Is Obama a hypocrite on reconciliation?

With President Barack Obama calling for Congress to move toward a reconciliation bill on health care (which would require only a simple majority of 51 votes in the Senate rather than the customary supermajority of 60), many conservative opponents have posted pre-presidential Obama quotes that they say expose his hypocrisy on the issue.

We’ll examine the context of some of the more popular quotes being cited, and then weigh in with our 2 cents on whether Obama has flipped on reconciliation.

The quote that seems to be making the widest rounds is one Obama made during the presidential campaign in an interview with the Concord Monitor on Oct. 9, 2007. It has been featured in segments by pundits Rush Limbaugh, Sean Hannity and Glenn Beck.

Here’s how Beck presented it on his show March 3, 2010:

Beck: “In fact, you know, one of the big people that was really outspoken on reconciliation, said it was a really big mistake, especially using it for health care, you can’t use the 50-plus-one option and still govern. That person was Barack Obama.”

Beck then played a clip in which Obama said the following: “You’ve got to break out of what I call the sort of fifty-plus-one pattern of presidential politics. Maybe you eke out a victory of fifty plus one. Then you can’t govern. You know, you get Air Force One, there are a lot of nice perks, but you can’t deliver on health care. We are not going to pass universal health care with a fifty-plus-one strategy.”

This turns out to be a splice of Obama’s comments. Obama actually said a good bit between the first sentence and the rest of the quote. That added context doesn’t make this one as cut-and-dried as it may appear.

Obama was talking about the differences between himself and his then-opponent in the Democratic primary, Hillary Clinton.

“I think it is legitimate at this point for me to explain very clearly to the American people why I think I will be a better president than Hillary Clinton, and to draw contrasts,” Obama said.

“But that’s very different from this sort of slash-and-burn politics that I think we’ve become accustomed to. Look, part of the reason I’m running is not just to be president, it’s to get things done. And what I believe that means is we’ve got to break out of what I call, sort of, the 50-plus-one pattern of presidential politics. Which is, you have nasty primaries where everybody’s disheartened. Then you divide the country 45 percent on one side, 45 percent on the other, 10 percent in the middle — all of them apparently live in Florida and Ohio — and battle it out. And maybe you eke out a victory of 50-plus-one, but you can’t govern. I mean, you get Air Force One, there are a lot of nice perks to being president, but you can’t deliver on health care. We’re not going to pass universal health care with a 50-plus-one strategy. We’re not going to have a serious bold energy policy of the sort I proposed yesterday unless you build a working majority. And part of the task of building that working majority is to get people to believe in our government, that it can work, that it’s based on common sense, that it’s not just sort of scoring political points.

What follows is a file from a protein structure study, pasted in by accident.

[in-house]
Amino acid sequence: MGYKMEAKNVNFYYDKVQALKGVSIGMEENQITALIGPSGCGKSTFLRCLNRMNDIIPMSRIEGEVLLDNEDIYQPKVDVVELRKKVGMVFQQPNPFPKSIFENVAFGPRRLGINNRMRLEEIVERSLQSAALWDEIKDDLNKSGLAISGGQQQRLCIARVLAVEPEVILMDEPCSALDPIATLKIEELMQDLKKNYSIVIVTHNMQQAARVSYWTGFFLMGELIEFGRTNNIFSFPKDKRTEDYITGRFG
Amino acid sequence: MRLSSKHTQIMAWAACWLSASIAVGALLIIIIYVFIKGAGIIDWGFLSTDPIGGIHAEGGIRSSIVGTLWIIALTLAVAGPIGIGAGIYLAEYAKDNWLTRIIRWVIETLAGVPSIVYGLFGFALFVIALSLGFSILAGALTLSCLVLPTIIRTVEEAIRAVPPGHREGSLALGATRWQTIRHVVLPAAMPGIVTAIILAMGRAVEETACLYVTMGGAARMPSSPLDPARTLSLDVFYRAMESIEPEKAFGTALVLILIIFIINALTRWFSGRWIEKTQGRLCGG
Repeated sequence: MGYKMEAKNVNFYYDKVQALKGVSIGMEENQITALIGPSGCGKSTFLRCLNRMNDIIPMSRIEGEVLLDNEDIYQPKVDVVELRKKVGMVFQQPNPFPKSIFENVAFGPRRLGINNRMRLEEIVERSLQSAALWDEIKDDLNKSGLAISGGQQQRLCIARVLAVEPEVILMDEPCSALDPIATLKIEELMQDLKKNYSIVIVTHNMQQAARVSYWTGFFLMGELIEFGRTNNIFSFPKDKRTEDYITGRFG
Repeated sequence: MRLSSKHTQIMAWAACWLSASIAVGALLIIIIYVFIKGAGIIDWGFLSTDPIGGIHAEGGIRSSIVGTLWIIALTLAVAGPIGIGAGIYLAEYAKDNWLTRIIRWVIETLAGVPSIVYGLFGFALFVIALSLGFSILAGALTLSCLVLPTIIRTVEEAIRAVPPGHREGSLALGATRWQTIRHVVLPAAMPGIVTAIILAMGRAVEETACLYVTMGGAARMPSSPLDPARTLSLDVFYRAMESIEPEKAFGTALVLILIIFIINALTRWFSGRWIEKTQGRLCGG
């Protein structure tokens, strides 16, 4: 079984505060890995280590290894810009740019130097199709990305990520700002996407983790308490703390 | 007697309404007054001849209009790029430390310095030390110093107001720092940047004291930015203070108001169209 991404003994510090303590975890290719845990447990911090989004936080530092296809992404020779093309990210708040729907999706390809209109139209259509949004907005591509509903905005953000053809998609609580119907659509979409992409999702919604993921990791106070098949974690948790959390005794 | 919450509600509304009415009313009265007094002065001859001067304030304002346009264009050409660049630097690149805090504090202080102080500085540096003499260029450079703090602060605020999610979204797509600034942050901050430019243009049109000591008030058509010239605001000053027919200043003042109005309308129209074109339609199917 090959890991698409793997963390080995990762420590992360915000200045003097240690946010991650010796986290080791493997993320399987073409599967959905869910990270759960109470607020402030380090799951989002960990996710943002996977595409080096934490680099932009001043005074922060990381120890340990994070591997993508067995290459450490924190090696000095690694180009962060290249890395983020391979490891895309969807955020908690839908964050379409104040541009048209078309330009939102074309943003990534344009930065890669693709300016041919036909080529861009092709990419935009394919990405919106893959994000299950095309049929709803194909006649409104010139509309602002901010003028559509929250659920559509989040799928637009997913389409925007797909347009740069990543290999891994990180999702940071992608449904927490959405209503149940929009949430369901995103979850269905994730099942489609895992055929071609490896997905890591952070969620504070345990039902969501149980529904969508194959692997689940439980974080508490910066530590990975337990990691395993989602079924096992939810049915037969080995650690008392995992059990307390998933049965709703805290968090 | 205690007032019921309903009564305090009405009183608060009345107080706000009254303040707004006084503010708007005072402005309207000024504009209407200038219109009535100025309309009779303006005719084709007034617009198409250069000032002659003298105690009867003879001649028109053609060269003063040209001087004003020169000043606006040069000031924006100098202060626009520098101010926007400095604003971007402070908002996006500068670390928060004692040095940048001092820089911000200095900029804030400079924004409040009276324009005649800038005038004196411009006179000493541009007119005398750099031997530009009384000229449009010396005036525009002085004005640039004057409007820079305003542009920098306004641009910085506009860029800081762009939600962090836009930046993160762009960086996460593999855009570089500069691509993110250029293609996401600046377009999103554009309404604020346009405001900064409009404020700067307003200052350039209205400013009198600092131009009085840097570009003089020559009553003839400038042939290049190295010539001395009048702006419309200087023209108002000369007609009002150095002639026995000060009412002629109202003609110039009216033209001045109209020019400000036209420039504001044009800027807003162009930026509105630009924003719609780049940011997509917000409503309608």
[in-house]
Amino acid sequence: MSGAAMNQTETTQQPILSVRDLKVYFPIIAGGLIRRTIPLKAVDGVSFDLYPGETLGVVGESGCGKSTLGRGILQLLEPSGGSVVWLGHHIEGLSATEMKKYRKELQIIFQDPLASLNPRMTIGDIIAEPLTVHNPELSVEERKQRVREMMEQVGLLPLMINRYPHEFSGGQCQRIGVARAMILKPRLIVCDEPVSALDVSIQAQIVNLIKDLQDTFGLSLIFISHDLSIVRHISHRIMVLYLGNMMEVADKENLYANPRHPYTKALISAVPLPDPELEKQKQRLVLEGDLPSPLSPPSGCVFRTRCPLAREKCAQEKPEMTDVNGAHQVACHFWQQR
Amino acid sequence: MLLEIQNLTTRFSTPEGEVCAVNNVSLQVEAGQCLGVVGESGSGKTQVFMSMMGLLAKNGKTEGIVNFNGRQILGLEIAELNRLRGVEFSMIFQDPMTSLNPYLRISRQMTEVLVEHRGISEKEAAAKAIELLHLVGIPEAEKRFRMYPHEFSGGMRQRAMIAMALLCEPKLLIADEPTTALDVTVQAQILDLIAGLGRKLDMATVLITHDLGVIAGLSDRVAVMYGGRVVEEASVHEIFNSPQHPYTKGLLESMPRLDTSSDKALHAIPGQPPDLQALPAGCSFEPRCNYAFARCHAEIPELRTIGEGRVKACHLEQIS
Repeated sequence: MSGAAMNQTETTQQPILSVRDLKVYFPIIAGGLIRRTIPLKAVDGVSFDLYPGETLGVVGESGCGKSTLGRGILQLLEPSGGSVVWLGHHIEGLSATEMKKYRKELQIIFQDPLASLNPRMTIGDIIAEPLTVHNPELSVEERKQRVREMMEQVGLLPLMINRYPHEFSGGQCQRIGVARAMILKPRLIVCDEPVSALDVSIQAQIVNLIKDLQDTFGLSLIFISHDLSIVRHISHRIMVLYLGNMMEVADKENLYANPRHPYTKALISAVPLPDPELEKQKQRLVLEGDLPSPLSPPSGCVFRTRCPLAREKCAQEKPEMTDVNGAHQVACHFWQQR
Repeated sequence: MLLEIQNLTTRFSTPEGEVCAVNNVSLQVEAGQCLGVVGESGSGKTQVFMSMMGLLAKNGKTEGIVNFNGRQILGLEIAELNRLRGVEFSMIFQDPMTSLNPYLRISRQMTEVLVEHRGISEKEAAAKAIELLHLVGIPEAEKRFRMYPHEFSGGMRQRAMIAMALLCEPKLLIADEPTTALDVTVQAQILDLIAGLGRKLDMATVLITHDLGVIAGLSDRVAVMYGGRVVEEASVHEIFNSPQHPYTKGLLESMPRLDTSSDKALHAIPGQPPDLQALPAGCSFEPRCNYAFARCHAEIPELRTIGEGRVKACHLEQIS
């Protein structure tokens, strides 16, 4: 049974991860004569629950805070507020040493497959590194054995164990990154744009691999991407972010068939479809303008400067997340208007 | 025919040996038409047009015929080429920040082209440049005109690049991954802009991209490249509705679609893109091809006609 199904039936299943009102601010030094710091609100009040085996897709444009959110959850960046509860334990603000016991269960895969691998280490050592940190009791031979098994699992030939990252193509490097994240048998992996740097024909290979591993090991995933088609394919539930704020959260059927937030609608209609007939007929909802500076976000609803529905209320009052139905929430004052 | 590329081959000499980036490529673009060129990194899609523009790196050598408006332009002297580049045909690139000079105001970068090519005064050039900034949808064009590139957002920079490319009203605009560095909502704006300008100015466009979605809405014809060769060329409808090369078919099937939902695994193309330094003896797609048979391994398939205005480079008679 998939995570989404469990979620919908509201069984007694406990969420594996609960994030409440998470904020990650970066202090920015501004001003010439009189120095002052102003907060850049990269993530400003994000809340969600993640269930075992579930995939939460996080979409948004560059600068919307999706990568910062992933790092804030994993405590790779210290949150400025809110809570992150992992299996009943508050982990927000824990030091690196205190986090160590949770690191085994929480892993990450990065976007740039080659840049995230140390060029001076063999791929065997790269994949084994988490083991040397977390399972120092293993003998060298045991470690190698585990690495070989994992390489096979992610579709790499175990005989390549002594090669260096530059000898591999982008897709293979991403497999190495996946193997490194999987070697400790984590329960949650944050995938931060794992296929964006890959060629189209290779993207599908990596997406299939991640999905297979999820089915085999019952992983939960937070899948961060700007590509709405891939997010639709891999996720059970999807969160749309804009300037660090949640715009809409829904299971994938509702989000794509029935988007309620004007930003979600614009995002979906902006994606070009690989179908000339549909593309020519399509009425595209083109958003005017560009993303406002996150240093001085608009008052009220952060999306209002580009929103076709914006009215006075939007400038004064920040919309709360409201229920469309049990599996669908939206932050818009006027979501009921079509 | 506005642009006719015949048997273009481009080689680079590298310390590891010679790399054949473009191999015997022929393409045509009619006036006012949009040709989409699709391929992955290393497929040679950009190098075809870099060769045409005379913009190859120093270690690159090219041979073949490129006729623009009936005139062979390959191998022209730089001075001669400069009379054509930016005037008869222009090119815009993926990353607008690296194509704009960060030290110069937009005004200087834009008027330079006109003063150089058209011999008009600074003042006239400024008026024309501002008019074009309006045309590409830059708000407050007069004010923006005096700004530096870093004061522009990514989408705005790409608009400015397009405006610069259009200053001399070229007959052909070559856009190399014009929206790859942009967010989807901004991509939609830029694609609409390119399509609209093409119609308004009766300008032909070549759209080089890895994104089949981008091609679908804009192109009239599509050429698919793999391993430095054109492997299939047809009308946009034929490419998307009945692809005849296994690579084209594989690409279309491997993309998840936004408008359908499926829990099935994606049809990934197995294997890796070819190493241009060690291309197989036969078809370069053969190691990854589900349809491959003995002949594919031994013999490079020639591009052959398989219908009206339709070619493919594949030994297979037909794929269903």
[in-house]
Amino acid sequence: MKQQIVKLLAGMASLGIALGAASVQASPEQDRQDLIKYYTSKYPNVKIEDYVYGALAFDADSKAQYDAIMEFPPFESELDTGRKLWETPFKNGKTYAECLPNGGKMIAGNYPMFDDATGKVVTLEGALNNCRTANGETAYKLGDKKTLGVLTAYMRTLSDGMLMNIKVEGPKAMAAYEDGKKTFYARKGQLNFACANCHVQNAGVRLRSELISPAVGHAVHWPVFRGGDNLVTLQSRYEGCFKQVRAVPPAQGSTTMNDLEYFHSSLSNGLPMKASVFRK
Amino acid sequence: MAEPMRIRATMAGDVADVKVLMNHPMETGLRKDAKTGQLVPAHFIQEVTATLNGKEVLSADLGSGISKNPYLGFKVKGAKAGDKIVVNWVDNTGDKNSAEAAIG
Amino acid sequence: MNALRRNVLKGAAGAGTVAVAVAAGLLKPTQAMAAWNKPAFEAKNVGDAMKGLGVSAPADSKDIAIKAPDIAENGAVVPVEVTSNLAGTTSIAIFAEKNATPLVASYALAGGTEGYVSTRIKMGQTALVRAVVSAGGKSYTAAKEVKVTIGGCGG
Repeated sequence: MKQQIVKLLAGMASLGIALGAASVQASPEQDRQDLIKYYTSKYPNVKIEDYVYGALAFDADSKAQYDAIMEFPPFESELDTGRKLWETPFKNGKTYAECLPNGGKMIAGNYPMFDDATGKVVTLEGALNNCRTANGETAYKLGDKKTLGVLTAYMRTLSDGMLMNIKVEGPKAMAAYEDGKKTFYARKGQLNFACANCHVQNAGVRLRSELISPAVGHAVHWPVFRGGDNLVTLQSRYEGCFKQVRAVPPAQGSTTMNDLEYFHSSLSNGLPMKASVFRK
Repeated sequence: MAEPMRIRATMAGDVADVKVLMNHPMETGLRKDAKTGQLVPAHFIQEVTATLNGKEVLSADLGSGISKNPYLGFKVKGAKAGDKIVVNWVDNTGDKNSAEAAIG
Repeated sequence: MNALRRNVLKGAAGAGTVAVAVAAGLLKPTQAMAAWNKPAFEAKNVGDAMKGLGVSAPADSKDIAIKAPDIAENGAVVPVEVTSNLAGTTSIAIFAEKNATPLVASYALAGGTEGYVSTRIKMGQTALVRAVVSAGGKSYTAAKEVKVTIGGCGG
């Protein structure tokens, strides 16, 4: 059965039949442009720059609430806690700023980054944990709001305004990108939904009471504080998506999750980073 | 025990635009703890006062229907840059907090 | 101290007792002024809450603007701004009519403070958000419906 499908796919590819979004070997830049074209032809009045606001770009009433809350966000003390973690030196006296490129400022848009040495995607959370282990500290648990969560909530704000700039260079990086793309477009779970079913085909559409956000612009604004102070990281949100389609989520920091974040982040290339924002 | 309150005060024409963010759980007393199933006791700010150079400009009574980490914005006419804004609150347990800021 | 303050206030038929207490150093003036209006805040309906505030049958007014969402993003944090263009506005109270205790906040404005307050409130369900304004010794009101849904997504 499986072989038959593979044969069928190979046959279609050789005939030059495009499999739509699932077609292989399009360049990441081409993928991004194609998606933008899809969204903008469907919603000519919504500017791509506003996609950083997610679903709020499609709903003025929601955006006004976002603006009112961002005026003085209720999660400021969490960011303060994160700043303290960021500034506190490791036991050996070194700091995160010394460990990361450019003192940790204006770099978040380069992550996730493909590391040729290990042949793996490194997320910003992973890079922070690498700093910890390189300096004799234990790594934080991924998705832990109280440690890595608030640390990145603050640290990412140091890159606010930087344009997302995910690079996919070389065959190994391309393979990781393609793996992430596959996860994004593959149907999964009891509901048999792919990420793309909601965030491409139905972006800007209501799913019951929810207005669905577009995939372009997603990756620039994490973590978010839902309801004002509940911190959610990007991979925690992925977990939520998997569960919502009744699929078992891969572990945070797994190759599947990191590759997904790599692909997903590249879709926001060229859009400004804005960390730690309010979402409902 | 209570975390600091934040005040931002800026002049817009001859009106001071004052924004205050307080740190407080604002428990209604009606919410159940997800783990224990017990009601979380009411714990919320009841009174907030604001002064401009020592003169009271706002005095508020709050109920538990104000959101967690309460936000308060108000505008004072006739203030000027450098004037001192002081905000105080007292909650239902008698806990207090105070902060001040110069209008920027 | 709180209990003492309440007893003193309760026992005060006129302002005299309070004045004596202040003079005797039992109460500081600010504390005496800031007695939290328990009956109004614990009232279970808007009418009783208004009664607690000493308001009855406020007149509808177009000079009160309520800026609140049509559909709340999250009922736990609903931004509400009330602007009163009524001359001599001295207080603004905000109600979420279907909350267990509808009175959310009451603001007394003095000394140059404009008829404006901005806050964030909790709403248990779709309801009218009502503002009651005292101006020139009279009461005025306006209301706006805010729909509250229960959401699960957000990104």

The interviewer then asked, “So is your answer to ‘Why I will be a better president than Hillary Clinton,’ is your answer that she’ll be a 50-plus-one president and you won’t?”

“Yes,” Obama said.

Read the rest at  PolitiFact

About Albert N. Milliron 6987 Articles
Albert Milliron is the founder of Politisite. Milliron has been credentialed by most major news networks for Presidential debates and major Political Parties for political event coverage. Albert maintains relationships with the White House and State Department to provide direct reporting from the Administration’s Press team. Albert is the former Public Relations Chairman of the Columbia County Republican Party in Georgia. He is a former Delegate. Milliron is a veteran of the US Army Medical Department and worked for Department of Veterans Affairs, Department of Psychiatry.

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